Where Eagles Dare is one of Geoff Dyer’s favourite films and in Broadsword Calling Danny Boy he provides a scene-by-scene breakdown of the film combining a multitude of interesting facts within a hilarious commentary. How did the Germans manage to fly American Bell 47 helicopters two years before they came into service and was Richard Burton worrying about parachuting into enemy territory or simply nursing a terrible hangover?
Legendary World War I flying ace Fergus O’Brien has received three threatening letters. He has his suspicions regarding the identity of the sender and invites his suspects to spend Christmas with him. Refusing police protection, he does agree to private detective Nigel Strangeways joining the party and ‘keeping his eyes open’. Cecil Day Lewis, aka Nicholas Blake, was the poet laureate and an academic, and his crime stories combine ingenious plots with literate and cultured writing. Hatchards are proud to reissue this classic crime story in a collectable hardback edition.
£12.99 Limited Hatchards edition with a green cloth binding, stylish dust jacket and exclusive William Morris endpapers. 1,500 numbered copies.
‘Nigel, after a brief stay at Oxford, in the course of which he had neglected Demosthenes in favour of Freud, had turned to the profession of criminal investigator – the only profession left, he was wont to remark, which gave scope for good manners and scientific discovery.’
Starting life as a serial in the weekly Time & Tide, these diaries have always been deservedly popular. The trials and tribulations of the middle class during the twenties were many: children were forever making loud and inappropriate comments, staff were always on the brink of departing in a huff and neighbours dropped by at the wrong moment with unasked-for advice. Interspersed are the diarist’s queries and memos to herself, marvellous glimpses into the mind of a twenties lady. This is domestic life at its most amusing and is a perfect companion to George and Weedon Grossmith’s The Diary of a Nobody, also reissued in a beautiful Hatchards edition.
£12.99 Volumes I & II in a limited Hatchards edition with a green cloth binding, gold foil dust jacket and exclusive William Morris endpapers. 1,500 numbered copies.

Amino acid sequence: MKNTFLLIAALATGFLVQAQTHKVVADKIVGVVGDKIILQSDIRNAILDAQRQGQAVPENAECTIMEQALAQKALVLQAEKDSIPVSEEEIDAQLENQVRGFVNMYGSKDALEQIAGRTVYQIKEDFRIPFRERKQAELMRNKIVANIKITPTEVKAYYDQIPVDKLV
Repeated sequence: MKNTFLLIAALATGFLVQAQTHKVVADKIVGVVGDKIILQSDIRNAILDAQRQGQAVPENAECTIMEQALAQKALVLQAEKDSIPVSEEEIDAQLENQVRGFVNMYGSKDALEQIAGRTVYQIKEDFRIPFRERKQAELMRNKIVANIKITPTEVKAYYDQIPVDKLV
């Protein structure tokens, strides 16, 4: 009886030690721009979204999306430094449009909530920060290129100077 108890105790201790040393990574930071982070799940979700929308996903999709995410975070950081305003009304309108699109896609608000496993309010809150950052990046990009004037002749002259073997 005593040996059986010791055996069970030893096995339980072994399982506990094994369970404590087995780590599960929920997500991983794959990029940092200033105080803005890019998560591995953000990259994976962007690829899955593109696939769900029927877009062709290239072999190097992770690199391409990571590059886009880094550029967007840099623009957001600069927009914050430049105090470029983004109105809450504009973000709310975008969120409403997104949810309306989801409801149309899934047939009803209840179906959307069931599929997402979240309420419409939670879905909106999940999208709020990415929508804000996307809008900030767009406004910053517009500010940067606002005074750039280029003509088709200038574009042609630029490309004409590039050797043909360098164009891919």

‘Does not a misplaced optimism exist….. that social engagements, if dated sufficiently far ahead, will never really materialise?’ E. M. Delafield
In 1895 Hatchards published fifty copies of a little book of Oscar Wilde’s epigrams, taken from his published works. The original selection was made by Constance, his wife, but Oscar was not happy with the choices (‘the plays are particularly badly done’) and revised them. He also took an active interest in the publication, choosing the layout, specifying exact margins for the book and checking the proofs. This is the only collection of Oscar Wilde’s wit and wisdom chosen and endorsed by the author himself. A small pirated edition was republished in 1903 but otherwise it has remained hidden on the shelves of the early buyers for over a hundred years.
£9.99 Facsimile paperback on craft paper, limited and exclusive to Hatchards
‘I don’t regret for a single moment having lived for pleasure. I did it to the full, as one should do everything that one does.’ Oscar Wilde
The Grossmiths’ marvellous spoof diary tells the story of Mr Pooter, clerk, of Holloway, North London, who is definitely not a ‘somebody’ but who believes his life to be as interesting as anyone else’s. The irony and wit of the writing makes it one of the greatest comic novels.
‘I was doomed to still further humiliation. I was leaning out of the box, when my tie – a little black bow which fastened on to the stud by means of a new patent – fell into the pit below. A clumsy man not noticing it, had his foot on it for ever so long before he discovered it. He then eventually picked it up and flung it under the next seat in disgust. …. To hide the absence of the tie I had to keep my chin down the rest of the evening, which caused a pain at the back of my neck.’
‘The book was greeted with a great shout of laughter when first published in 1892, and this laughter has gone on continuously ever since’ Sir John Squire in the introduction to the Everyman 1940 edition
Following the success of our limited edition of The Tale of Peter Rabbit last year we have reissued the next two Tales in collectible matching bindings.
The Tale of Squirrel Nutkin
Not a good advertisement for red squirrels, Nutkin is excessively impertinent and eventually is taught a sharp lesson by Old Brown the owl.
£9.99 Hardback limited edition of 1,500
The Tailor of Gloucester
This was Beatrix Potter’s favourite among all her books and is based on a true story; the mice, in reality, were the kindly assistants of the tailor. Each book is hand numbered, with gilt edges, a ribbon marker and enchanting patterned endpapers.
£9.99 Hardback limited edition of 1,500
The Tale of Peter Rabbit
For those of you who missed the first edition we have now published matching un-numbered copies of The Tale of Peter Rabbit. The first edition of this book was very different to the one we know now; handwritten with black-and-white line drawings and a colour frontispiece, it was produced primarily for Beatrix Potter’s friends and family. Hatchards was one of the few bookshops to sell it.